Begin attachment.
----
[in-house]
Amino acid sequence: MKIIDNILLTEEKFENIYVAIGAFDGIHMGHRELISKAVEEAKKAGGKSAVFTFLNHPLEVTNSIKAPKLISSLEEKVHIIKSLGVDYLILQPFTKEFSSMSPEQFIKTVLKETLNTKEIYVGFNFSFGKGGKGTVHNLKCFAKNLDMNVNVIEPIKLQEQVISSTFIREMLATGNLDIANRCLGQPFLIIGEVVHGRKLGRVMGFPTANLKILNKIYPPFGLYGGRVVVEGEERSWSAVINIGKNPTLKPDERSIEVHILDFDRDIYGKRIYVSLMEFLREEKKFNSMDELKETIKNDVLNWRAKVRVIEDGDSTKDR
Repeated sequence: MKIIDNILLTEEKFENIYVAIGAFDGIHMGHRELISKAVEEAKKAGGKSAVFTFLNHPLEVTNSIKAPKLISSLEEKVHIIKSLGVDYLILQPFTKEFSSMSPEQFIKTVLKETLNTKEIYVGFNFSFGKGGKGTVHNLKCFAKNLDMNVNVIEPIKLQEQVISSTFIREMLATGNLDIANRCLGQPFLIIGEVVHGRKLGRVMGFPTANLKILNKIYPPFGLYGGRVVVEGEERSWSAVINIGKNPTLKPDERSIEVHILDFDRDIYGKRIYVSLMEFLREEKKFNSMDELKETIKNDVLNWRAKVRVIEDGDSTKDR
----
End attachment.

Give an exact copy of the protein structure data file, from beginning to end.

[in-house]
Amino acid sequence: MKIIDNILLTEEKFENIYVAIGAFDGIHMGHRELISKAVEEAKKAGGKSAVFTFLNHPLEVTNSIKAPKLISSLEEKVHIIKSLGVDYLILQPFTKEFSSMSPEQFIKTVLKETLNTKEIYVGFNFSFGKGGKGTVHNLKCFAKNLDMNVNVIEPIKLQEQVISSTFIREMLATGNLDIANRCLGQPFLIIGEVVHGRKLGRVMGFPTANLKILNKIYPPFGLYGGRVVVEGEERSWSAVINIGKNPTLKPDERSIEVHILDFDRDIYGKRIYVSLMEFLREEKKFNSMDELKETIKNDVLNWRAKVRVIEDGDSTKDR
Repeated sequence: MKIIDNILLTEEKFENIYVAIGAFDGIHMGHRELISKAVEEAKKAGGKSAVFTFLNHPLEVTNSIKAPKLISSLEEKVHIIKSLGVDYLILQPFTKEFSSMSPEQFIKTVLKETLNTKEIYVGFNFSFGKGGKGTVHNLKCFAKNLDMNVNVIEPIKLQEQVISSTFIREMLATGNLDIANRCLGQPFLIIGEVVHGRKLGRVMGFPTANLKILNKIYPPFGLYGGRVVVEGEERSWSAVINIGKNPTLKPDERSIEVHILDFDRDIYGKRIYVSLMEFLREEKKFNSMDELKETIKNDVLNWRAKVRVIEDGDSTKDR